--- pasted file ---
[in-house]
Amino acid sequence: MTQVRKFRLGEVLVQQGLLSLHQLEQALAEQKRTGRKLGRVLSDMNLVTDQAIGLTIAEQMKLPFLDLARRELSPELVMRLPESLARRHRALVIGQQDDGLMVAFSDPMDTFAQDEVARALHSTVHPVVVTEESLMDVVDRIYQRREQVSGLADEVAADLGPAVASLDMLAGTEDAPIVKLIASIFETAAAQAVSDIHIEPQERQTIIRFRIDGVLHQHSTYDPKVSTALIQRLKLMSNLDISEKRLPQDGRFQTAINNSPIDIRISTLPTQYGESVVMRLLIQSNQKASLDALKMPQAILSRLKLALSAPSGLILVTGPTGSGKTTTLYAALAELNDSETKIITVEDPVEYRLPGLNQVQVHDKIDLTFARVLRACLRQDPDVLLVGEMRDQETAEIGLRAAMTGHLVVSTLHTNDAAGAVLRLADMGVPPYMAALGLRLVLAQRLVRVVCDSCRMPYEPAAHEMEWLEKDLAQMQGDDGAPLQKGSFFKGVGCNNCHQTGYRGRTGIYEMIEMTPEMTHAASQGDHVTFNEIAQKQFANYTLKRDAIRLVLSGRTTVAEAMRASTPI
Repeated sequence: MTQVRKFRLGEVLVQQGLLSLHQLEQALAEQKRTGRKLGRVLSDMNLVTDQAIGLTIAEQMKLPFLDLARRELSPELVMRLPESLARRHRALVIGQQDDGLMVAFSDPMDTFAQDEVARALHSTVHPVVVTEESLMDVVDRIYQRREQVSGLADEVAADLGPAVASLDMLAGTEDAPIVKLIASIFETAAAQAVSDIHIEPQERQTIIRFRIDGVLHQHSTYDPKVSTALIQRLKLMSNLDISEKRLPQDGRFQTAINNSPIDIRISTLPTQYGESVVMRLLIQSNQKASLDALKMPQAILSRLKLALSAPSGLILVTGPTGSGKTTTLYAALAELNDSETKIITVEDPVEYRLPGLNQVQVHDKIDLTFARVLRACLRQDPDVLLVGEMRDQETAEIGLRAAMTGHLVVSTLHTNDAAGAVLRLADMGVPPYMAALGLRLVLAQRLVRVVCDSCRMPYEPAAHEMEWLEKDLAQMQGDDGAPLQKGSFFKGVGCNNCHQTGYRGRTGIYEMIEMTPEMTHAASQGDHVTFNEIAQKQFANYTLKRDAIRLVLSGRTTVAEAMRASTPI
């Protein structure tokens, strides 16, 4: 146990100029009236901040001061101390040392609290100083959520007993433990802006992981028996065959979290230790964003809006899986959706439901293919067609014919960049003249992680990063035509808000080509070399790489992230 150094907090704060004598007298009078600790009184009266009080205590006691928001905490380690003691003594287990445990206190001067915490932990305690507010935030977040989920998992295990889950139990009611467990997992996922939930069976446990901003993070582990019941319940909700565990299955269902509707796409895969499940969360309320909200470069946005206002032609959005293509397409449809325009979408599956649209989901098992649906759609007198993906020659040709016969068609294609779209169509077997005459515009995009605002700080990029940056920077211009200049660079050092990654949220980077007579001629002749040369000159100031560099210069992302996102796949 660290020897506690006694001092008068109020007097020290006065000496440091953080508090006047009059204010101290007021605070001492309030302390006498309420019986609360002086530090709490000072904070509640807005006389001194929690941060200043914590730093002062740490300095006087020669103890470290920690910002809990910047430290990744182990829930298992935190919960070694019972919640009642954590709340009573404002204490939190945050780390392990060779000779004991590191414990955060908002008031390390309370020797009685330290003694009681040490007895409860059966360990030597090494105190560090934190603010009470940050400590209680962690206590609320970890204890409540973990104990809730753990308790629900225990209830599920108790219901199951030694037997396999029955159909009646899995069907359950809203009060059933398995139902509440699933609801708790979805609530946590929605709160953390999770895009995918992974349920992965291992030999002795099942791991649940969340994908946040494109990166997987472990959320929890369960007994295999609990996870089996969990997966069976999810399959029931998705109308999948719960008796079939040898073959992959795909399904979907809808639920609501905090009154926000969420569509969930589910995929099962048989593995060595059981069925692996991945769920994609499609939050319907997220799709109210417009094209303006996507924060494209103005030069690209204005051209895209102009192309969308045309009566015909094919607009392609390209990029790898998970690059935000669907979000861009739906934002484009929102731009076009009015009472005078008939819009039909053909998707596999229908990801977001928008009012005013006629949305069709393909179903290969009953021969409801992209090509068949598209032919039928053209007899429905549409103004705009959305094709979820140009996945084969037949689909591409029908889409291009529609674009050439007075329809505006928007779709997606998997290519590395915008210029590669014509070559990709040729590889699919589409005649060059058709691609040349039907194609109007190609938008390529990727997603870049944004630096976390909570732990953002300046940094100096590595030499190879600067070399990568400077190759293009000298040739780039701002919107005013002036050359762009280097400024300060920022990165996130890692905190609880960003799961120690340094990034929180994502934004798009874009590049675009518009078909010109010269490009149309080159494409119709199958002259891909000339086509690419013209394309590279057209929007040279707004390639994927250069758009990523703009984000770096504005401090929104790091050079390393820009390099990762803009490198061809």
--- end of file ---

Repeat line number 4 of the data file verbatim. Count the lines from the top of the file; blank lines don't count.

């Protein structure tokens, strides 16, 4: 146990100029009236901040001061101390040392609290100083959520007993433990802006992981028996065959979290230790964003809006899986959706439901293919067609014919960049003249992680990063035509808000080509070399790489992230 150094907090704060004598007298009078600790009184009266009080205590006691928001905490380690003691003594287990445990206190001067915490932990305690507010935030977040989920998992295990889950139990009611467990997992996922939930069976446990901003993070582990019941319940909700565990299955269902509707796409895969499940969360309320909200470069946005206002032609959005293509397409449809325009979408599956649209989901098992649906759609007198993906020659040709016969068609294609779209169509077997005459515009995009605002700080990029940056920077211009200049660079050092990654949220980077007579001629002749040369000159100031560099210069992302996102796949 660290020897506690006694001092008068109020007097020290006065000496440091953080508090006047009059204010101290007021605070001492309030302390006498309420019986609360002086530090709490000072904070509640807005006389001194929690941060200043914590730093002062740490300095006087020669103890470290920690910002809990910047430290990744182990829930298992935190919960070694019972919640009642954590709340009573404002204490939190945050780390392990060779000779004991590191414990955060908002008031390390309370020797009685330290003694009681040490007895409860059966360990030597090494105190560090934190603010009470940050400590209680962690206590609320970890204890409540973990104990809730753990308790629900225990209830599920108790219901199951030694037997396999029955159909009646899995069907359950809203009060059933398995139902509440699933609801708790979805609530946590929605709160953390999770895009995918992974349920992965291992030999002795099942791991649940969340994908946040494109990166997987472990959320929890369960007994295999609990996870089996969990997966069976999810399959029931998705109308999948719960008796079939040898073959992959795909399904979907809808639920609501905090009154926000969420569509969930589910995929099962048989593995060595059981069925692996991945769920994609499609939050319907997220799709109210417009094209303006996507924060494209103005030069690209204005051209895209102009192309969308045309009566015909094919607009392609390209990029790898998970690059935000669907979000861009739906934002484009929102731009076009009015009472005078008939819009039909053909998707596999229908990801977001928008009012005013006629949305069709393909179903290969009953021969409801992209090509068949598209032919039928053209007899429905549409103004705009959305094709979820140009996945084969037949689909591409029908889409291009529609674009050439007075329809505006928007779709997606998997290519590395915008210029590669014509070559990709040729590889699919589409005649060059058709691609040349039907194609109007190609938008390529990727997603870049944004630096976390909570732990953002300046940094100096590595030499190879600067070399990568400077190759293009000298040739780039701002919107005013002036050359762009280097400024300060920022990165996130890692905190609880960003799961120690340094990034929180994502934004798009874009590049675009518009078909010109010269490009149309080159494409119709199958002259891909000339086509690419013209394309590279057209929007040279707004390639994927250069758009990523703009984000770096504005401090929104790091050079390393820009390099990762803009490198061809």